By: Chris McKinney
Reviewed By Piikea KalakauChris McKinney, an English professor at Honolulu Community College and Kahaluʻu native, follows up his breakthrough novel The Tattoo with his fourth novel Mililani Mauka, detailing bold suburban drama from central Oʻahu. Like his other novels, McKinney uses Mililani Mauka to depict Hawaiʻi in a murky light previously unseen to the public. Unlike his other novels, McKinney sets Mililani Mauka in the well-known suburbs of Oʻahu depicted in the title rather than his hometown of Kahaluʻu. McKinney’s fourth (and possibly most cohesive) text, a six-degrees of separation type story, addresses the effects of various socioeconomic problems (such as homelessness) on O’ahu, cultural stereotypes and even tells a story of two people’s search for their true home.
McKinney begins the novel with a disturbing prologue detailing character John Krill’s rampage across Mililani Town, including his bulldozing most of the area and eventually being shot down by police. The scene is symbolic for many reasons. First, it takes place in an area known for little to no crime (establishing its status as a predominantly upper-class neighborhood on the island). Second, the prologue represents many issues many islanders have with areas on the island including themes of poverty and homelessness not being addressed in areas outside of the stereotypical “problem” areas such as Waianae. John Krill’s rampage through Mililani represented general anger towards a problem that is usually silenced by the upper-middle class who are not normally affected.
The novel continues as McKinney describes his character Banyan Mott, a Honolulu Community College professor (like McKinney himself) who ends up buying the house John Krill and his wife Kai Krill used to live in. Banyan deeply despises his new suburban lifestyle living in Mililani Mauka and expresses his frustration at every chance. Banyan’s animosity toward Mililani Mauka is also related to the socioeconomic issue of poverty and homelessness as Banyan despises the arrogant attitude of the town’s association and even its members (such as when he is forced to lower his front cement wall two feet simply because of “rules”).
Like his other books, McKinney addresses cultural stereotypes at various points in the novel. A large part of the beginning of the book is set on a stretch of “sixteen miles of homelessness…the leeward coast”, an area where much of the island’s homeless (identified as “mostly native Hawaiians”) are located. McKinney does an exceptionally good job at depicting this area realistically, from describing the people (“half-assed, destitute, teenaged Polynesian Capone, hair slicked back with seawater”) to the actual locations of the area (“Other, bigger camps are surrounded by pretend property markers of chicken wire, beach rocks, or driftwood; these are laid out like a makeshift home interior—kitchen”). In reality, much of the Leeward coast is in fact inhabited by homeless native Hawaiians and McKinney does a nice job in respectfully describing both the people and area that cause much grief for Oʻahu residents and lawmakers.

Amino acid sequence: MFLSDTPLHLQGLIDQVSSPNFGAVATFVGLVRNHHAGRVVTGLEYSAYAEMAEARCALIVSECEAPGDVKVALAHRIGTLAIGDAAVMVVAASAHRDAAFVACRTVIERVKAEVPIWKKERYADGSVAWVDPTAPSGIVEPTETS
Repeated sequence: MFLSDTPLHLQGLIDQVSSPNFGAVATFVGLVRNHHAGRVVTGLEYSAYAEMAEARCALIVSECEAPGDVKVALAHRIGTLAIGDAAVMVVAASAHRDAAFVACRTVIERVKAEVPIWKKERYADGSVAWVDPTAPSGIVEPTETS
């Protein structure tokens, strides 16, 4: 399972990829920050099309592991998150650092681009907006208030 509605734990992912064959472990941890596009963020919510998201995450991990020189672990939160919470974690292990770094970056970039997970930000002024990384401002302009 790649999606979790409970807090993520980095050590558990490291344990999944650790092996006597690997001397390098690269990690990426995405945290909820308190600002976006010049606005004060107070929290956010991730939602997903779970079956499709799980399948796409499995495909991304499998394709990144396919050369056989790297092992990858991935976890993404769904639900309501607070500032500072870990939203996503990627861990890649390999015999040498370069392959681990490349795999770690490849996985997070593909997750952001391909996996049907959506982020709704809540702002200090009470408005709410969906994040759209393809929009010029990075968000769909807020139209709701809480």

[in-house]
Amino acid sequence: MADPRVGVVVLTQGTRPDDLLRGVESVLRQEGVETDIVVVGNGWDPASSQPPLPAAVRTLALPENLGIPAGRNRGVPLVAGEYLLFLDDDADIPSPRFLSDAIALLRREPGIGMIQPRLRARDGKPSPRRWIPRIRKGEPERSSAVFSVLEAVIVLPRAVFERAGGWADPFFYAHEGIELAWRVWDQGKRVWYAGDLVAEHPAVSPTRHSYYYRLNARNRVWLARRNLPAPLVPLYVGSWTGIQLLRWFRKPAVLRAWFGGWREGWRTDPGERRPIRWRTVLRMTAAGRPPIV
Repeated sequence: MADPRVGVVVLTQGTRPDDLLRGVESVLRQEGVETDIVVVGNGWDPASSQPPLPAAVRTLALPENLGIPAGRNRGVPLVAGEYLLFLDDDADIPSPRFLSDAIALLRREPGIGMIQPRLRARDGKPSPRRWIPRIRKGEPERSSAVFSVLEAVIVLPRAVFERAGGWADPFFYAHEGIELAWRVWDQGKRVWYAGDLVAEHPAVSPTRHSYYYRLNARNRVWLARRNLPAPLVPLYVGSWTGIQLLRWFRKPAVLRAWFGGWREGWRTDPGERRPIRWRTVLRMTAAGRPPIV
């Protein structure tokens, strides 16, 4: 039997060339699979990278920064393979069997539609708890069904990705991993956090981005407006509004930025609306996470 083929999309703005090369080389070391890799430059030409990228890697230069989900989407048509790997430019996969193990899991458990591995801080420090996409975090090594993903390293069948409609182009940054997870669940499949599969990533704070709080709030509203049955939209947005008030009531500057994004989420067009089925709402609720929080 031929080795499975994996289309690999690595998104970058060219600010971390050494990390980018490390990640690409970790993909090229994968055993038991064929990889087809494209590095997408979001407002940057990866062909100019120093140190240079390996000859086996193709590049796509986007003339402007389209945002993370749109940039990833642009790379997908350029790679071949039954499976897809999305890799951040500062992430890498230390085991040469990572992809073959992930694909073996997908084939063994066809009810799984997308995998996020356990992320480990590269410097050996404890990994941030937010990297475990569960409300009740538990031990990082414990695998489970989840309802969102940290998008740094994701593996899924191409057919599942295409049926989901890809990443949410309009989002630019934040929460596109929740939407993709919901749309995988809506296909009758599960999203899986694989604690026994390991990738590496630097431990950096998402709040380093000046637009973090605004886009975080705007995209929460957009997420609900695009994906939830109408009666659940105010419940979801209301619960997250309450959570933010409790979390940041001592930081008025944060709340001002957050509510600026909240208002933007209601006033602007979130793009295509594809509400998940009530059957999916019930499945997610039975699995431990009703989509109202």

The six-degrees of separation aspect of the book unfolds as the reader learns Kai Krill, wife of the crazed John Krill who bulldozed through much of Mililani, enrolls in a course at the college Banyan Mott teaches at. Kai Krill is aware of her indirect relation to her professor (as he has just purchased her foreclosed home) and this connection intrigues her. We are eventually introduced to a few more relationships (the cop who shot John Krill tries to care for his son Josh; the dead John Krill himself who comes back as a menehune or ghostly-smurf character; and various interrelated characters living in the suburb) in the book but perhaps the most important connection in the story is between Banyan Mott and Kai Krill, as both peoples’ lives directly influence the other and both seem to be searching for the same thing throughout the story.
Mott and Krill both long for a more permanent home in which they can satisfy the intangible feeling of actually being “home”. Both have been forced out of their comfort zones in different ways; Krill became homeless following her husband’s crazed outburst and Mott was forced to buy the overpriced suburban home by his wife and in-laws. Both are unhappy in their situations and greatly desire an escape, harboring growing resentment as the story progresses. Unfortunately, both characters come to no real resolution at the end of the book, instead attempting to find happiness with the situations they are dealt, even asking “So when did Hawaiʻi stop being Hawaiʻi?” in an effort to change the inevitable situations they were dealt (and also blaming their geographical location for their problems, as McKinney’s characters often do).
In Mililani Mauka, Chris McKinney does an exceptional job in depicting a central Oʻahu unknown to many people. Mililani Mauka is shown as a dark suburban area with over-the-top, upper-class suburbanites and normal people who sometimes go off the deep end. McKinney does a great job in depicting the island’s growing homeless situation along the Leeward coast and even ties in the emotional experience shared by both Mott and Krill as they are displaced from their desired homes. Like his other works, McKinney stays true to local roots and respectfully shares the “other side” of paradise with his readers. Unlike his other novels, McKinney incorporates an unusual relationship between Mott and Krill as their unexpected bond grows. In his fourth novel Mililani Mauka, Chris McKinney once again satisfies readers with a look at usually overlooked aspects of our island home while also incorporating some realistic suburban drama into the story.